Value of an ace varies with video poker games

May 10, 2011 6:00 AM

When it comes to video poker, I think there is no doubt the ace is by far the most enigmatic card in the deck.

In the old days when we only had jacks or better video poker, the ace was actually worth far less than most people gave it credit for. In video poker an ace high flush or ace high straight has no more value than a seven-high hand of the same rank. Whereas a full house with three aces is nearly unbeatable in table poker, it has no more value than 3’s over 2’s in video poker.

The only additional value an ace has is as a high card. In this regard, it has the same value as a jack, queen or king. These four cards give extra weight to the expected value of our partial hands because of the opportunity to pick up a high pair. Once you have a high pair or better, they provide no additional value.

This is where the irony starts to build.

A single ace actually has the lowest expected value of any single high card (tied with a king). This is because an ace inherently creates only INSIDE straights. With a single ace you still have two shots at a straight (10-A or A-5), but if you add an ace to any other high card (i.e. J-A) you leave yourself only once chance to make a straight. Whereas, if you hold a J-Q, you can make a straight multiple ways (8-9-10, 9-10-K, 10-K-A).

We overlook this weakness when we have an opportunity to hold two suited high cards (i.e. a two-card royal). We would rather hold a suited J-A than an off-suit J-Q. However, when we have three unsuited high cards and one of them is an ace, we do NOT keep the ace. Thus, if dealt J-Q-A, J-K-A or Q-K-A (offsuit), we keep the two non-ace cards.

The reduction in our chances of grabbing a straight by keeping the ace is greater than the benefit of keeping the third high card.

Thus, we see from all this that the almighty ace is really not so almighty. From an expected value perspective it is the weakest of all the single high cards. Fortunately for the ace, someone invented the bonus poker variations of video poker restoring it to its full glory.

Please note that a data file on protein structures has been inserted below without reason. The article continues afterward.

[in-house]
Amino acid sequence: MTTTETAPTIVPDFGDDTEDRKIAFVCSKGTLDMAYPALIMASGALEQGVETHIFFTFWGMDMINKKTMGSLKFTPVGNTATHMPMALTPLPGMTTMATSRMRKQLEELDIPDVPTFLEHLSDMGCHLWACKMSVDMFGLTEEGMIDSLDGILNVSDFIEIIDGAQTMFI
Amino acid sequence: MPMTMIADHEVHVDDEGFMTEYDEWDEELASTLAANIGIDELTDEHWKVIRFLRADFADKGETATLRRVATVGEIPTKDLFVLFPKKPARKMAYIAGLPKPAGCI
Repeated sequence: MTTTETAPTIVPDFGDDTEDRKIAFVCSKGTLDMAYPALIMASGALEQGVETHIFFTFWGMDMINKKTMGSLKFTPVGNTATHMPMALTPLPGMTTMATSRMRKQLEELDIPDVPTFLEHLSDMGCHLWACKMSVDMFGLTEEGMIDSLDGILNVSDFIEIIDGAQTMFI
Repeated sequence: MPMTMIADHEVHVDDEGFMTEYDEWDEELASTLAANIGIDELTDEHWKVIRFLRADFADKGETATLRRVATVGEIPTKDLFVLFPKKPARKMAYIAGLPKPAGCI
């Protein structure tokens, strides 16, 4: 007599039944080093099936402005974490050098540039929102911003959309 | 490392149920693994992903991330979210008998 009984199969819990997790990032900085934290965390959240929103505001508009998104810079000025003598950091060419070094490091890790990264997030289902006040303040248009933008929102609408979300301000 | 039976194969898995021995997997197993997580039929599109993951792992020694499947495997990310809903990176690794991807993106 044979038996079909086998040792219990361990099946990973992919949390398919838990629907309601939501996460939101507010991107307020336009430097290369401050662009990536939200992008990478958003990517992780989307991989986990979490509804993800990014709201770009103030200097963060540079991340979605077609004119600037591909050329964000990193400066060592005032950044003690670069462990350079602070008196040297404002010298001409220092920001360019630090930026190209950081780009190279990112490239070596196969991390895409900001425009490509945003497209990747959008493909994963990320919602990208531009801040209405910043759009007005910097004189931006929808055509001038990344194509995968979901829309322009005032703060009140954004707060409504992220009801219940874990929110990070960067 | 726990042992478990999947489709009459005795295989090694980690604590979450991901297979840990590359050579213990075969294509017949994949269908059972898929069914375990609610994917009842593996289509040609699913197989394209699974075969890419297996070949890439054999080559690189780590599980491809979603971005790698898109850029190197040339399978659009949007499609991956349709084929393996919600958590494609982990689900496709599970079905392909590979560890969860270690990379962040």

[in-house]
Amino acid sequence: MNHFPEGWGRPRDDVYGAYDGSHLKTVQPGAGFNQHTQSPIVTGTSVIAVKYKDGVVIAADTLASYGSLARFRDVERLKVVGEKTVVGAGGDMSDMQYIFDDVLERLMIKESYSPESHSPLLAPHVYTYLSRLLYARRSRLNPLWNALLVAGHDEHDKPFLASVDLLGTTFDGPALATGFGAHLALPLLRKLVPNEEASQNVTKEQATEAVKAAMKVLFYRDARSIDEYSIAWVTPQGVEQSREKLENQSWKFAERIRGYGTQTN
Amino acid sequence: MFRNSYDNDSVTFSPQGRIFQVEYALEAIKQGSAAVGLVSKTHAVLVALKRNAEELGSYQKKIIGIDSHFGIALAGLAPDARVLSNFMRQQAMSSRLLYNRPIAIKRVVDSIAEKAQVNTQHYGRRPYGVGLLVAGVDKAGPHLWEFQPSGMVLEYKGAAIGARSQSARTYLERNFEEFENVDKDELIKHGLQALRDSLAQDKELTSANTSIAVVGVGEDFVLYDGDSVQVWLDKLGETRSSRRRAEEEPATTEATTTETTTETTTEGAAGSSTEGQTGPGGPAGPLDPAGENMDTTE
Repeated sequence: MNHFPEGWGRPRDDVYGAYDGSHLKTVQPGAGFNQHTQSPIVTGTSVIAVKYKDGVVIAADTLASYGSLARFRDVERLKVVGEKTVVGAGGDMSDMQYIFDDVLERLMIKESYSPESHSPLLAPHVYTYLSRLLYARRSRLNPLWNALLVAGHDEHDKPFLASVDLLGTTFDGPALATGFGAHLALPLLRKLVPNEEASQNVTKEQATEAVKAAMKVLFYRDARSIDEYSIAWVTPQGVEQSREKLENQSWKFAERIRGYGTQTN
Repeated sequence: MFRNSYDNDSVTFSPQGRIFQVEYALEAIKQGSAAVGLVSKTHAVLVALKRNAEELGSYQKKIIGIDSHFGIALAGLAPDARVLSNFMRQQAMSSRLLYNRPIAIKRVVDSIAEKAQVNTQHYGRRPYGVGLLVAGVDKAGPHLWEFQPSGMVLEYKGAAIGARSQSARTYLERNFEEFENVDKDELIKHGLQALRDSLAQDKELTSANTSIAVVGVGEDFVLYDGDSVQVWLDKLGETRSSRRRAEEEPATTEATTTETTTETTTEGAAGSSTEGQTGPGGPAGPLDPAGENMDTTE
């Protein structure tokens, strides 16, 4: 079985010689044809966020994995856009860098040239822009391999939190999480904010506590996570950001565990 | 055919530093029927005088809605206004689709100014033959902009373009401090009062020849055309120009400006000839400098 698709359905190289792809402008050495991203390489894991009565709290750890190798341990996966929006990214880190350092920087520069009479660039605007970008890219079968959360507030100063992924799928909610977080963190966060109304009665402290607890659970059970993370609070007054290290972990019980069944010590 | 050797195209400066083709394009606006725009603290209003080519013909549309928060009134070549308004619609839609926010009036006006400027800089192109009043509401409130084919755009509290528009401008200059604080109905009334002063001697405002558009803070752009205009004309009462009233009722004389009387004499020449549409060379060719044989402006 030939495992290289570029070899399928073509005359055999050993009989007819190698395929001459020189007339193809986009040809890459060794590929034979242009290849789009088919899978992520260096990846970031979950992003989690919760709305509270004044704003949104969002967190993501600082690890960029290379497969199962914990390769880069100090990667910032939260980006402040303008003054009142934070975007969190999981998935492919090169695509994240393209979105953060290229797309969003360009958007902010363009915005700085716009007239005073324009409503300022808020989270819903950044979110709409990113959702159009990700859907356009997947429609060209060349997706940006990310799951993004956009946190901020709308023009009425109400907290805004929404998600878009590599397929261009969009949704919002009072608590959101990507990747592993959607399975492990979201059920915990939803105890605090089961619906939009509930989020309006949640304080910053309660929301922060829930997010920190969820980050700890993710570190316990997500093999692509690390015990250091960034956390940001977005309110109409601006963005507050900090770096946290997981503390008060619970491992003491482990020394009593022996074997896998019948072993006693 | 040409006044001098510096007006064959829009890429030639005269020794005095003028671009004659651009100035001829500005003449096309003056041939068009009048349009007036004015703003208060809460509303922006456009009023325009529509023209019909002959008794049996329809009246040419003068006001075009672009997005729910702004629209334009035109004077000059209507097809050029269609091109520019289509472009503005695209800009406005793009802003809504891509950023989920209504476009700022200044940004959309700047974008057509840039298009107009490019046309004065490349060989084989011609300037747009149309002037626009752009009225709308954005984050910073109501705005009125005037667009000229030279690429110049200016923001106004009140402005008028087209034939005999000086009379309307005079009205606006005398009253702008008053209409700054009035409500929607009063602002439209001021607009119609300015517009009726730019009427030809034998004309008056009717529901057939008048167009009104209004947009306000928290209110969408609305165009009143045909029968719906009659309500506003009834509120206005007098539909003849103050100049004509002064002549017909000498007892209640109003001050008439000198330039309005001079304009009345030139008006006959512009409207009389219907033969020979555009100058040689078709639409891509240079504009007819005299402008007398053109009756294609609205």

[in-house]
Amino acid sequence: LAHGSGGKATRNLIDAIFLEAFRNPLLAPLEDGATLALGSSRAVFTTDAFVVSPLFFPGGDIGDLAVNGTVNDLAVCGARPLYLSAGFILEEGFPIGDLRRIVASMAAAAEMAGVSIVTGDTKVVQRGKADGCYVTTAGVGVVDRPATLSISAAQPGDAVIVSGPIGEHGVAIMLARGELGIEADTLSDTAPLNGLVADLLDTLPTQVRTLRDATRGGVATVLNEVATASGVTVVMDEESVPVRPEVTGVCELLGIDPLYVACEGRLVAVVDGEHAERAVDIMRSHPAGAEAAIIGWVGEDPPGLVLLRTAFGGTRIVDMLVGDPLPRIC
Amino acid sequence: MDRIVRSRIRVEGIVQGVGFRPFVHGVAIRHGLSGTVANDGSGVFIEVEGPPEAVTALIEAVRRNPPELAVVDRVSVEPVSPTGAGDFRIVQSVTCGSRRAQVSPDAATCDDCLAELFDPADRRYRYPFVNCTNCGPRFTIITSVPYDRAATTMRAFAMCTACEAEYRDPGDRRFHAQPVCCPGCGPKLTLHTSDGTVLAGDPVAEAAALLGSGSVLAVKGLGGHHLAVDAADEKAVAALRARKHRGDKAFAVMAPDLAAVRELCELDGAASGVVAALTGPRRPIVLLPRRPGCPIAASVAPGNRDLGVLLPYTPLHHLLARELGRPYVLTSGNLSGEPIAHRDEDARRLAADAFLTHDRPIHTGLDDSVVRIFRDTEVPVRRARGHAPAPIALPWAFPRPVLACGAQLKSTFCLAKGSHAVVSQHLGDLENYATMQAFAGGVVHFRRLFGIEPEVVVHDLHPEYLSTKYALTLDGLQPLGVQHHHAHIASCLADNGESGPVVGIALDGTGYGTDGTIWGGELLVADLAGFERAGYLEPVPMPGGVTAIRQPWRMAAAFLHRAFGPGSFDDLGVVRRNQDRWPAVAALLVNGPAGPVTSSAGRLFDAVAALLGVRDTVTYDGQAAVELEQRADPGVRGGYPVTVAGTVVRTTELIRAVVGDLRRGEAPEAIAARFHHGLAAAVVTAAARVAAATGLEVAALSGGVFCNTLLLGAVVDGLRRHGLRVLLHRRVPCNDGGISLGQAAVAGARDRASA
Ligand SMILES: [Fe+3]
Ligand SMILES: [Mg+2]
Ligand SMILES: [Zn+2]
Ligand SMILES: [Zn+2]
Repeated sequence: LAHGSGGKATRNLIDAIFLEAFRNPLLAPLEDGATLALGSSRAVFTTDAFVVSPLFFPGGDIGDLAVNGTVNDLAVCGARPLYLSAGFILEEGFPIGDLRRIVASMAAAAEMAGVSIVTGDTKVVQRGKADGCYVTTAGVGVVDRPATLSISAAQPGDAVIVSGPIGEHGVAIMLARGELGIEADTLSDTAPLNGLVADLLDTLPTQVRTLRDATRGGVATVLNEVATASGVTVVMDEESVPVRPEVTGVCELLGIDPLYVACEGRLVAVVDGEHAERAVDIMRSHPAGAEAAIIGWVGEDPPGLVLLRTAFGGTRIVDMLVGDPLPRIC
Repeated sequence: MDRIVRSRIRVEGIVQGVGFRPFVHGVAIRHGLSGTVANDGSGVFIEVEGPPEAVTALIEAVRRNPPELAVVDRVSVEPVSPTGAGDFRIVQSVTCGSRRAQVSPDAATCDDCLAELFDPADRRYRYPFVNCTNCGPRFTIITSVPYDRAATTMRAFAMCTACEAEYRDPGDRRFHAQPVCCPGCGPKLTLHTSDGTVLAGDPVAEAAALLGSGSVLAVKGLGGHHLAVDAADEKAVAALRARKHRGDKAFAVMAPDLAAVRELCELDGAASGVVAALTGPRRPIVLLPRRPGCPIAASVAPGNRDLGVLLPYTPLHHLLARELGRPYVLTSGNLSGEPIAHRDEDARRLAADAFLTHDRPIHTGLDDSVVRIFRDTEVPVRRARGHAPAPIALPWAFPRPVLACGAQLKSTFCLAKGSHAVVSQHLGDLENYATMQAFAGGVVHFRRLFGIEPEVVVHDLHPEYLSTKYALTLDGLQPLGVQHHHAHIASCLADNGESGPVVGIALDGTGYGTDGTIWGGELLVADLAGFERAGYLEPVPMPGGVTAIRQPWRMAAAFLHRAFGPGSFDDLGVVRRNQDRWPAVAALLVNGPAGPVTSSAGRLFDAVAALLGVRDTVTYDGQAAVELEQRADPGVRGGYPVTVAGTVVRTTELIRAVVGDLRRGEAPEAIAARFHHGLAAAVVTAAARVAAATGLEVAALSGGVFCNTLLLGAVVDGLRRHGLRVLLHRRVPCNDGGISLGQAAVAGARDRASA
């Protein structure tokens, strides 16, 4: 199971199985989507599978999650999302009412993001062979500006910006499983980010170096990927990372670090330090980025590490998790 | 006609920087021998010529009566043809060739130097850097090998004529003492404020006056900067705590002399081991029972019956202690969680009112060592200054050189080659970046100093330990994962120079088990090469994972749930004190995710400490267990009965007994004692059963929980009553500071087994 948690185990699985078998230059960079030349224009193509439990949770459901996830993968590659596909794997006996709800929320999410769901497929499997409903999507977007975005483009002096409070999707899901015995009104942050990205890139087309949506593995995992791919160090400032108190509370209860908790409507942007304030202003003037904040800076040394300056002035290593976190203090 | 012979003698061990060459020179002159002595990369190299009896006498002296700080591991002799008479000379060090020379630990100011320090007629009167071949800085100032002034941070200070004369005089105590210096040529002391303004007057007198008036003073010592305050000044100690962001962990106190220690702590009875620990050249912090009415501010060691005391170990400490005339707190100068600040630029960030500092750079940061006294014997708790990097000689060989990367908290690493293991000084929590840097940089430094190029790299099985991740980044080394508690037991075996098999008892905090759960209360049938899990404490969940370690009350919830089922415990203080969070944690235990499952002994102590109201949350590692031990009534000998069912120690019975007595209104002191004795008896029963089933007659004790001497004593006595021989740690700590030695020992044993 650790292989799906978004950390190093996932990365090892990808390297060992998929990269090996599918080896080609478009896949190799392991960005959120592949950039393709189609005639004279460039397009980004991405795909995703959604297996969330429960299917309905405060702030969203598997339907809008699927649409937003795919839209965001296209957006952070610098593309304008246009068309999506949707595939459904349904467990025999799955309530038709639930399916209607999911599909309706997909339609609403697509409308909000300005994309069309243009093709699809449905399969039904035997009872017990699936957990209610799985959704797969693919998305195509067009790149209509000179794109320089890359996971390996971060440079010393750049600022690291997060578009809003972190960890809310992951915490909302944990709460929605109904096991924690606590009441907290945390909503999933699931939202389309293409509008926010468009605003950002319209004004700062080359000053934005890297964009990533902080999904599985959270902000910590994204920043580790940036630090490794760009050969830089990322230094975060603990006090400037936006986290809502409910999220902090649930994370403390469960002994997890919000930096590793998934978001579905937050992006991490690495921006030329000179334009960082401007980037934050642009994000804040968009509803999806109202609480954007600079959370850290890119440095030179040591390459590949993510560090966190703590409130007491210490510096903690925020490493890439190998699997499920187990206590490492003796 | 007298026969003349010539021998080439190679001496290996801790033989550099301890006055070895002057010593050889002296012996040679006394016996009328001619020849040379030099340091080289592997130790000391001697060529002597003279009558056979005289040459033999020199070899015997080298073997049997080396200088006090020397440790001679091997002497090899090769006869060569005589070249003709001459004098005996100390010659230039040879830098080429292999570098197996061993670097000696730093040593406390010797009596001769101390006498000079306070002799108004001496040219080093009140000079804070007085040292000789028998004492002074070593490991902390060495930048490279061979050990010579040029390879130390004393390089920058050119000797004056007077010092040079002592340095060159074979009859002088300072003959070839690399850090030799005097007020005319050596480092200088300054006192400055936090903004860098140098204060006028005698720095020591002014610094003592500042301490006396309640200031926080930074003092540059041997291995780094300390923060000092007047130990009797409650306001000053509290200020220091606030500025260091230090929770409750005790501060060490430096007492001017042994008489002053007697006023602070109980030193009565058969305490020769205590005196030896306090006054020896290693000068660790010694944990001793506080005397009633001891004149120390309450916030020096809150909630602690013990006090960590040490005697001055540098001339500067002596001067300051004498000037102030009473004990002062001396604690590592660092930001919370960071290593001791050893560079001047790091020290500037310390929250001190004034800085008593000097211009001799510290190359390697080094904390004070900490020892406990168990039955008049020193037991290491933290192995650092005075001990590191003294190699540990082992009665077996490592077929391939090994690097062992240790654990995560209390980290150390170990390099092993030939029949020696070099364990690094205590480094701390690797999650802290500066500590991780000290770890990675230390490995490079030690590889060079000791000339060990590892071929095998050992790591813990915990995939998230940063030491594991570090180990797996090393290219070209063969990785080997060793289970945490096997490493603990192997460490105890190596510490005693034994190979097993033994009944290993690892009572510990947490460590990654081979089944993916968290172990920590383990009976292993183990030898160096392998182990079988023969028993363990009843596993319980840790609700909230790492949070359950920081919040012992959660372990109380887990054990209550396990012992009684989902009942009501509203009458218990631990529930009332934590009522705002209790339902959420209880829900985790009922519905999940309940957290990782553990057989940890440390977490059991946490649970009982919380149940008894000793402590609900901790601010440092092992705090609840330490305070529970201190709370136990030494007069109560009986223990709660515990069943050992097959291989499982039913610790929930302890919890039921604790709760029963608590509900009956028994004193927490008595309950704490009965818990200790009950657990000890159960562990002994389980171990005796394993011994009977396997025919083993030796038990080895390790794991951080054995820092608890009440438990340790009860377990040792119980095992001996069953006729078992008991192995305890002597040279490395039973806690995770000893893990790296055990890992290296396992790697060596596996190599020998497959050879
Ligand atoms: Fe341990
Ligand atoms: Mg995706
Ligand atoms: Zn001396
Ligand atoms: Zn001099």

The bonus poker variations turned the values of cards a bit upside down. Pairs of jacks or better still paid one, so this kept the extra value of the single high card. However, the second tier of bonus payouts for quads went to 2’s – 5’s. This gave extra weight to these cards as they started to pair up.

No one discards three of a kind so that wasn’t an issue, but all of a sudden low pairs had to be split between ‘very’ low (2’s – 5’s) and just low (6’s – 10’s). The top tier (Aces) is what restored the Ace to the top of the pecking order. Not only did it have value as a singleton above the low cards, it now had the top value as it began to pair up and players hoped to collect all four.

In reality, the pay table of the original Bonus Poker doesn’t do much for the aces. Obviously a pair of aces has a higher expected value, as does that of the single ace – but not enough to really change how we play our hands. However, as we move up the ladder of bonus games, this begins to change.

In Double Bonus Poker, a pair of aces outranks a three-card royal, but a pair of J-Q-K’s does not outrank all of them. If you’ve got trip aces with another pair (i.e. a full house), you’ll throw away the pair to go for the fourth ace. Don’t do that with any other three of a kind!

If we move up to Double Double Bonus, we now find that if we’re dealt a pair of aces with another pair (two pair) that we discard the other pair hoping to get dealt the remaining two aces. The power of the ace is complete!

The most important lesson in all of this is that you need to learn the strategy table for whatever game you are playing. You also need to discard your pre-conceived notions about cards and their values. In table poker an ace is a very powerful card.

In most versions of video poker, it is just another high card and not even the most valuable of them. Video poker is not about kickers and eking out a better hand. It’s a game about cold calculated math.